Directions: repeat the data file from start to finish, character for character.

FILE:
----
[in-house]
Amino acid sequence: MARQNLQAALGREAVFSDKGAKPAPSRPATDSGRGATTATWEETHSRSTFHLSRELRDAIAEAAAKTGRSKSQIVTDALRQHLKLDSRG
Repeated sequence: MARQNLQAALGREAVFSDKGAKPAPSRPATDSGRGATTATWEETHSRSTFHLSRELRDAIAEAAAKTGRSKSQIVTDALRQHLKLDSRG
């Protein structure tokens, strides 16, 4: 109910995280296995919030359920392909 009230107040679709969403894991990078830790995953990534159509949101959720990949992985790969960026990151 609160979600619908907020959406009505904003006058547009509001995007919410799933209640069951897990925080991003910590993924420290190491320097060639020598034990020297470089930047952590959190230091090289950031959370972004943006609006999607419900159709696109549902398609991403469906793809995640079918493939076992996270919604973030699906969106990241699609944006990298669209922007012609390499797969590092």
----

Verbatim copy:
[in-house]
Amino acid sequence: MARQNLQAALGREAVFSDKGAKPAPSRPATDSGRGATTATWEETHSRSTFHLSRELRDAIAEAAAKTGRSKSQIVTDALRQHLKLDSRG
Repeated sequence: MARQNLQAALGREAVFSDKGAKPAPSRPATDSGRGATTATWEETHSRSTFHLSRELRDAIAEAAAKTGRSKSQIVTDALRQHLKLDSRG
């Protein structure tokens, strides 16, 4: 109910995280296995919030359920392909 009230107040679709969403894991990078830790995953990534159509949101959720990949992985790969960026990151 609160979600619908907020959406009505904003006058547009509001995007919410799933209640069951897990925080991003910590993924420290190491320097060639020598034990020297470089930047952590959190230091090289950031959370972004943006609006999607419900159709696109549902398609991403469906793809995640079918493939076992996270919604973030699906969106990241699609944006990298669209922007012609390499797969590092």